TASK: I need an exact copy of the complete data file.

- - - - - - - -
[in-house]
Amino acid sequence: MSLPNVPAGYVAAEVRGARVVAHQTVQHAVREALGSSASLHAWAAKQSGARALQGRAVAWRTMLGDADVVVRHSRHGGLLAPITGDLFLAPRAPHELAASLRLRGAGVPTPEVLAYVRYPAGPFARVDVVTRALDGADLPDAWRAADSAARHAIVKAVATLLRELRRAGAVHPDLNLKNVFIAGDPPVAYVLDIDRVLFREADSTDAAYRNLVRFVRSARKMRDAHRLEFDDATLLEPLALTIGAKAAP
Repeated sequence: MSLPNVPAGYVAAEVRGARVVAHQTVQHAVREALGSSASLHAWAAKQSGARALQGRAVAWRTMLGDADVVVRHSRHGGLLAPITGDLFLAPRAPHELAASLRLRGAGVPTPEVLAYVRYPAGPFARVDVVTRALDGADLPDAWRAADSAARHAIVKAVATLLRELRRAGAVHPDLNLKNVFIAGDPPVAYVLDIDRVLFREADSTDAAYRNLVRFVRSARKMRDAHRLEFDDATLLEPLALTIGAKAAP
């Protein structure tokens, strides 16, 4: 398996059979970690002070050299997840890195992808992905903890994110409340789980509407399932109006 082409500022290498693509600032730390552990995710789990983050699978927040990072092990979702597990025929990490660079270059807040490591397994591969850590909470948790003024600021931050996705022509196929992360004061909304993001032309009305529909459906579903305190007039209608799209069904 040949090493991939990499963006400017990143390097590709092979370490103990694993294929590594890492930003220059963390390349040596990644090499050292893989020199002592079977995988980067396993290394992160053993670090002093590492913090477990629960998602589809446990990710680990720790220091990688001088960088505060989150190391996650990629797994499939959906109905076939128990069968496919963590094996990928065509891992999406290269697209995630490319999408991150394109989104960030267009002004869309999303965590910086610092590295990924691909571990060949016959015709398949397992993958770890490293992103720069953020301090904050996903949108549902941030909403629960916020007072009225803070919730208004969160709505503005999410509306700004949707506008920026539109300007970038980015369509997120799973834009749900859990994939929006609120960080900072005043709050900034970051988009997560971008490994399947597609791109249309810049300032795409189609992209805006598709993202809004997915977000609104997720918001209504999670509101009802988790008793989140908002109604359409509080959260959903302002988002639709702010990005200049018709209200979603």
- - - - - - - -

[in-house]
Amino acid sequence: MSLPNVPAGYVAAEVRGARVVAHQTVQHAVREALGSSASLHAWAAKQSGARALQGRAVAWRTMLGDADVVVRHSRHGGLLAPITGDLFLAPRAPHELAASLRLRGAGVPTPEVLAYVRYPAGPFARVDVVTRALDGADLPDAWRAADSAARHAIVKAVATLLRELRRAGAVHPDLNLKNVFIAGDPPVAYVLDIDRVLFREADSTDAAYRNLVRFVRSARKMRDAHRLEFDDATLLEPLALTIGAKAAP
Repeated sequence: MSLPNVPAGYVAAEVRGARVVAHQTVQHAVREALGSSASLHAWAAKQSGARALQGRAVAWRTMLGDADVVVRHSRHGGLLAPITGDLFLAPRAPHELAASLRLRGAGVPTPEVLAYVRYPAGPFARVDVVTRALDGADLPDAWRAADSAARHAIVKAVATLLRELRRAGAVHPDLNLKNVFIAGDPPVAYVLDIDRVLFREADSTDAAYRNLVRFVRSARKMRDAHRLEFDDATLLEPLALTIGAKAAP
């Protein structure tokens, strides 16, 4: 398996059979970690002070050299997840890195992808992905903890994110409340789980509407399932109006 082409500022290498693509600032730390552990995710789990983050699978927040990072092990979702597990025929990490660079270059807040490591397994591969850590909470948790003024600021931050996705022509196929992360004061909304993001032309009305529909459906579903305190007039209608799209069904 040949090493991939990499963006400017990143390097590709092979370490103990694993294929590594890492930003220059963390390349040596990644090499050292893989020199002592079977995988980067396993290394992160053993670090002093590492913090477990629960998602589809446990990710680990720790220091990688001088960088505060989150190391996650990629797994499939959906109905076939128990069968496919963590094996990928065509891992999406290269697209995630490319999408991150394109989104960030267009002004869309999303965590910086610092590295990924691909571990060949016959015709398949397992993958770890490293992103720069953020301090904050996903949108549902941030909403629960916020007072009225803070919730208004969160709505503005999410509306700004949707506008920026539109300007970038980015369509997120799973834009749900859990994939929006609120960080900072005043709050900034970051988009997560971008490994399947597609791109249309810049300032795409189609992209805006598709993202809004997915977000609104997720918001209504999670509101009802988790008793989140908002109604359409509080959260959903302002988002639709702010990005200049018709209200979603």